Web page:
Human rights: the Netherlands officially recognises the right to water

In the opening of the 7th Session of the UN Human Rights Council in Geneva on March 3rd 2008, Minister of Foreign Affairs Maxime Verhagen announced that the Netherlands is to recognise the right to water as a human right. Verhagen called on the Human Rights Council to make haste in reaching consensus on the right to water. He said that recognising the right to water as a human right would not solve the pressing issue of illness and high mortality rates, but was certain that it would be a powerful incentive to increase access to water for the poor. With the recognition of the right to water as a human right, the Netherlands will be able to point out to governments of developing countries that they must do everything in their power to fulfil their people’s right to water.

Last year, on World Water Day, 22nd March 2007, Minister for Development Cooperation Bert Koenders announced that he wanted the Netherlands to play a prominent role in the realization of the right to water as a human right. Koenders said that this is necessary to make water a political priority and that he wanted Dutch embassies to push for the right to water at country level.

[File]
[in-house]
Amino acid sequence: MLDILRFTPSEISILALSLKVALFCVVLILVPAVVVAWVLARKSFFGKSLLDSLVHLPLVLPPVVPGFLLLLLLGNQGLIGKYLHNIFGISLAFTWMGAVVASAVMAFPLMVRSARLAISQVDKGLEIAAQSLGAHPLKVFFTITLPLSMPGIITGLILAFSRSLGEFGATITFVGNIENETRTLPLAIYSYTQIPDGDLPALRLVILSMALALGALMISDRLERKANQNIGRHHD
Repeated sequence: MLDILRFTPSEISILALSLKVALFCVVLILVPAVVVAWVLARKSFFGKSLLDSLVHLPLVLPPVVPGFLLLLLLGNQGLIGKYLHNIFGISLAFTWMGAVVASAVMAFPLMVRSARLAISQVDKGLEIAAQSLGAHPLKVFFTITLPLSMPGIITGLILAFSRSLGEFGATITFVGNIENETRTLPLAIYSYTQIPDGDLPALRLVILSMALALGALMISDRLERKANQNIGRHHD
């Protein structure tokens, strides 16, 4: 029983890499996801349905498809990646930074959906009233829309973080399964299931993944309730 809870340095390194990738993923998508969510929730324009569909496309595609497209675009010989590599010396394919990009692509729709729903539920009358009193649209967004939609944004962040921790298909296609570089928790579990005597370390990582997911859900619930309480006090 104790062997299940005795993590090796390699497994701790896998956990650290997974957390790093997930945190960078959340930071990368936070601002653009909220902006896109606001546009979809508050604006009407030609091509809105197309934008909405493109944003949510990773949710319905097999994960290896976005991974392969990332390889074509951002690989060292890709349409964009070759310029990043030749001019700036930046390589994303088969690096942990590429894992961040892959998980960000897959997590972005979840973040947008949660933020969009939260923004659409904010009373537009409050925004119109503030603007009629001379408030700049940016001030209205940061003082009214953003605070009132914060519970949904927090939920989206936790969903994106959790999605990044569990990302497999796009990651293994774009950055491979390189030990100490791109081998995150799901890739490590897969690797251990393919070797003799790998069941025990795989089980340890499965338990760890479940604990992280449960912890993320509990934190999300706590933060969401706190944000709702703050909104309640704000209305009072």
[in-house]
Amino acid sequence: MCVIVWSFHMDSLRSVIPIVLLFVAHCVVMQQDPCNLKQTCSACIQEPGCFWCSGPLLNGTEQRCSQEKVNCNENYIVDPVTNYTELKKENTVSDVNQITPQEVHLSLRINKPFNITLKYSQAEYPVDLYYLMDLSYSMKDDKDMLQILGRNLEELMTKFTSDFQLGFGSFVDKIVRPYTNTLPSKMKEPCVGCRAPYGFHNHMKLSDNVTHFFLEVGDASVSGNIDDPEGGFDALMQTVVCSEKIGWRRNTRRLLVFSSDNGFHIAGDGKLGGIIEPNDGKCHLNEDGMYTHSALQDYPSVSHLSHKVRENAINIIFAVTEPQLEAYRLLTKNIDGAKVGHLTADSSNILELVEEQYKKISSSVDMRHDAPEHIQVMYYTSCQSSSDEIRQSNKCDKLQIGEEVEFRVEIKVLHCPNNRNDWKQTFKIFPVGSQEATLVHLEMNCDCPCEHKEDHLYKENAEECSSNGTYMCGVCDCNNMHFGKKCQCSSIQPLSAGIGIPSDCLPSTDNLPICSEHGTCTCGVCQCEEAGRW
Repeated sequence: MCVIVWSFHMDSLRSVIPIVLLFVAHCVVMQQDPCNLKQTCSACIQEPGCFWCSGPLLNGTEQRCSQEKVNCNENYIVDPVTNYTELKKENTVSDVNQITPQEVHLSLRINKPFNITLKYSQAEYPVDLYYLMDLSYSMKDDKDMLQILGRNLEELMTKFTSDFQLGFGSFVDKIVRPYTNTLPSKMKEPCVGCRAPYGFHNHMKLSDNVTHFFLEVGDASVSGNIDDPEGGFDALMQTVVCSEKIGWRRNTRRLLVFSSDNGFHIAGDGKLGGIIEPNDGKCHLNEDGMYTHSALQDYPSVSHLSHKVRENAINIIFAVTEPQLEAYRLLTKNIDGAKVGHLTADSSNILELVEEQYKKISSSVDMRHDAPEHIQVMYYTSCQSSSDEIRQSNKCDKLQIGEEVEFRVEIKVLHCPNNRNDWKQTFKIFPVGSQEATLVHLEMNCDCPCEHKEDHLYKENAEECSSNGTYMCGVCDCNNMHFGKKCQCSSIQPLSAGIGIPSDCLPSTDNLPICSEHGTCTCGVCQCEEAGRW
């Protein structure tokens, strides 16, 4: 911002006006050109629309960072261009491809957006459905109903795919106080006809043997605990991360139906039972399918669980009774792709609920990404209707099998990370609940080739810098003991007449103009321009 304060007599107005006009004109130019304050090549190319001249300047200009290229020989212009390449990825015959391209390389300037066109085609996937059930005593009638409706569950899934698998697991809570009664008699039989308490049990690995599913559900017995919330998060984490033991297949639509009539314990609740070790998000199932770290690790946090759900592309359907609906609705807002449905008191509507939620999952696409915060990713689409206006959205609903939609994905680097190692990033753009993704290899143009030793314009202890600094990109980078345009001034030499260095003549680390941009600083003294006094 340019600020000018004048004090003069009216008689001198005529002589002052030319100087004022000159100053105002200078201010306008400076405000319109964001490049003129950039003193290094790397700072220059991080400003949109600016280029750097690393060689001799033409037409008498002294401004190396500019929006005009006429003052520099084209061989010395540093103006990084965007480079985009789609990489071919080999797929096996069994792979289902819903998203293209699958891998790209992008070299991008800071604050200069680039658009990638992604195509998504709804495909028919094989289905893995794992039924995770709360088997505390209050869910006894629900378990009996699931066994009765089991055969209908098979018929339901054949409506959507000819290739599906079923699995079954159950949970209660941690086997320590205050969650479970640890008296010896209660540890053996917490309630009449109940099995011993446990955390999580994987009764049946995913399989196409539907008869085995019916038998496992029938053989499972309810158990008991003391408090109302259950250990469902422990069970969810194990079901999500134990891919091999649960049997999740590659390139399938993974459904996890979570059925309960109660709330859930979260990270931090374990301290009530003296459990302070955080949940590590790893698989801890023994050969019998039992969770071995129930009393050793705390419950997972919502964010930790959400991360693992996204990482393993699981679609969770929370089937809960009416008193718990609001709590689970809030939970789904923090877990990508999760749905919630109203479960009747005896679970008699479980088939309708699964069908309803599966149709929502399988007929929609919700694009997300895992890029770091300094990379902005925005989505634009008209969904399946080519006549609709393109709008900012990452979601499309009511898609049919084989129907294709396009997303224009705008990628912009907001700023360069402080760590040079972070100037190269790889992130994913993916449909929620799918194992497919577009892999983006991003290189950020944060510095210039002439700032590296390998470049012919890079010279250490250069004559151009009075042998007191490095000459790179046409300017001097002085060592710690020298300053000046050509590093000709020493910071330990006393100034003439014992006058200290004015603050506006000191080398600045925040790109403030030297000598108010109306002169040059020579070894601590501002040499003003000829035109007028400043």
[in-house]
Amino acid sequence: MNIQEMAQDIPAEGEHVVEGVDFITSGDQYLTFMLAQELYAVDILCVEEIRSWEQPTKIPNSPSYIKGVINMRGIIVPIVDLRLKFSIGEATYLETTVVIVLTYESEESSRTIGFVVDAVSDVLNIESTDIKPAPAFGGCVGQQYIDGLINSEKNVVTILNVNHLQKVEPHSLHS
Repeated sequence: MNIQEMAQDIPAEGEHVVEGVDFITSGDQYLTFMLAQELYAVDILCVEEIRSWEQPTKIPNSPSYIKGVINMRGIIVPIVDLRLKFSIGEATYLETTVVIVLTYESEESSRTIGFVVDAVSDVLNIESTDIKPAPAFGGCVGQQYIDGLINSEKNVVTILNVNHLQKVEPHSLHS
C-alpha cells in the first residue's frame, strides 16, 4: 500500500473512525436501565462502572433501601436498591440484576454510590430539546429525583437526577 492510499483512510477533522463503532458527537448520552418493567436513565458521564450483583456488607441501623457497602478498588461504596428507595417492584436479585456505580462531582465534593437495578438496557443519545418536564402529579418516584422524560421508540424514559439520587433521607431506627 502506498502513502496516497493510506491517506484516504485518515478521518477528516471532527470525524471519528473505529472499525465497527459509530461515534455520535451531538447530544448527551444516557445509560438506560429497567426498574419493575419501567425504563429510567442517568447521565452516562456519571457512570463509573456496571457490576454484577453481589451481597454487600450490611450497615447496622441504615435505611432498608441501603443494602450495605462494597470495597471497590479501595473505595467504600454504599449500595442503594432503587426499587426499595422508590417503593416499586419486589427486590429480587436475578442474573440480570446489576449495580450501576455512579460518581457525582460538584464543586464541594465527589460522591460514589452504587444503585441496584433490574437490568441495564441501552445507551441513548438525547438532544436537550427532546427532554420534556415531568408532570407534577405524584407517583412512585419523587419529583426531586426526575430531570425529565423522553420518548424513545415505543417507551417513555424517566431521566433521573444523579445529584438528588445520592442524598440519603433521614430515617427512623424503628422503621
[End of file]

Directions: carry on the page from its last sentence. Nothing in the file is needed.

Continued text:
Green Cross International believes that access to safe and reliable drinking water for human consumption is a universal human right to be recognised by all nations. The recognition of access to water by the UN Humans Rights Council is a crucial step for the universal campaign to promote access to water and the establishment of a Global Convention on the Right to Water.
Among the countries that have pushed for the right to water concept, the French and UK governments have made considerable strides in the right direction. In the UK, International Development Secretary Hilary Benn announced that the UK recognises the right to water and launched a call for a Global Action Plan to solve the water crisis. In France, a national campaign for the Right to Water was successful in incorporating the Right to Water in French law. The campaign in France also helped found the Citizens Committee to follow up the implementation and enforcement of the law by national and local authorities.

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